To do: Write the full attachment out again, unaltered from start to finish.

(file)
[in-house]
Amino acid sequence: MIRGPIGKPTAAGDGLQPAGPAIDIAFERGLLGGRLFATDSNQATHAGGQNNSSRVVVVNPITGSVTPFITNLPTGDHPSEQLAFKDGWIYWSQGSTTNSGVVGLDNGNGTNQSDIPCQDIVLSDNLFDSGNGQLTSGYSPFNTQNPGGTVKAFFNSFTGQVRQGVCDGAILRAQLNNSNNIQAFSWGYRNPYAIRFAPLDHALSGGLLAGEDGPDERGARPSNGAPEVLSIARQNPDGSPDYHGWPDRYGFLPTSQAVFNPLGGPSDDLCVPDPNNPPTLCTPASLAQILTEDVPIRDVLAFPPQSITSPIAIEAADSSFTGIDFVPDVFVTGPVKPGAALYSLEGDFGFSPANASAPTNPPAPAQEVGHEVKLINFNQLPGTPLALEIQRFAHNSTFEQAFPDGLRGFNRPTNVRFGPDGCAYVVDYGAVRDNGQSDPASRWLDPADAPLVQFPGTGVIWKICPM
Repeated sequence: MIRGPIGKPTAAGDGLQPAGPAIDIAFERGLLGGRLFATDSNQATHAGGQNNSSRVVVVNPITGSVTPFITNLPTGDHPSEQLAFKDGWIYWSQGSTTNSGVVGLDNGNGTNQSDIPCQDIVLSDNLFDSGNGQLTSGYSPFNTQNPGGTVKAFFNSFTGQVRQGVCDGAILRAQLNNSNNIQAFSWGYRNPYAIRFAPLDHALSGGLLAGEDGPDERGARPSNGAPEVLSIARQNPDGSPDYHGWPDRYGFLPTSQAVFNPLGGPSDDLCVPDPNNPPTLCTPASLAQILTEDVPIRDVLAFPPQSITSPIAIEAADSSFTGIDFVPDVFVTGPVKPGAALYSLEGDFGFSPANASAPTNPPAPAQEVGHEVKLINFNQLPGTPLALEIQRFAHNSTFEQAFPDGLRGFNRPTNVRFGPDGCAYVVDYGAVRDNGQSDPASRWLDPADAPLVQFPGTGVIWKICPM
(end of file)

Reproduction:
[in-house]
Amino acid sequence: MIRGPIGKPTAAGDGLQPAGPAIDIAFERGLLGGRLFATDSNQATHAGGQNNSSRVVVVNPITGSVTPFITNLPTGDHPSEQLAFKDGWIYWSQGSTTNSGVVGLDNGNGTNQSDIPCQDIVLSDNLFDSGNGQLTSGYSPFNTQNPGGTVKAFFNSFTGQVRQGVCDGAILRAQLNNSNNIQAFSWGYRNPYAIRFAPLDHALSGGLLAGEDGPDERGARPSNGAPEVLSIARQNPDGSPDYHGWPDRYGFLPTSQAVFNPLGGPSDDLCVPDPNNPPTLCTPASLAQILTEDVPIRDVLAFPPQSITSPIAIEAADSSFTGIDFVPDVFVTGPVKPGAALYSLEGDFGFSPANASAPTNPPAPAQEVGHEVKLINFNQLPGTPLALEIQRFAHNSTFEQAFPDGLRGFNRPTNVRFGPDGCAYVVDYGAVRDNGQSDPASRWLDPADAPLVQFPGTGVIWKICPM
Repeated sequence: MIRGPIGKPTAAGDGLQPAGPAIDIAFERGLLGGRLFATDSNQATHAGGQNNSSRVVVVNPITGSVTPFITNLPTGDHPSEQLAFKDGWIYWSQGSTTNSGVVGLDNGNGTNQSDIPCQDIVLSDNLFDSGNGQLTSGYSPFNTQNPGGTVKAFFNSFTGQVRQGVCDGAILRAQLNNSNNIQAFSWGYRNPYAIRFAPLDHALSGGLLAGEDGPDERGARPSNGAPEVLSIARQNPDGSPDYHGWPDRYGFLPTSQAVFNPLGGPSDDLCVPDPNNPPTLCTPASLAQILTEDVPIRDVLAFPPQSITSPIAIEAADSSFTGIDFVPDVFVTGPVKPGAALYSLEGDFGFSPANASAPTNPPAPAQEVGHEVKLINFNQLPGTPLALEIQRFAHNSTFEQAFPDGLRGFNRPTNVRFGPDGCAYVVDYGAVRDNGQSDPASRWLDPADAPLVQFPGTGVIWKICPM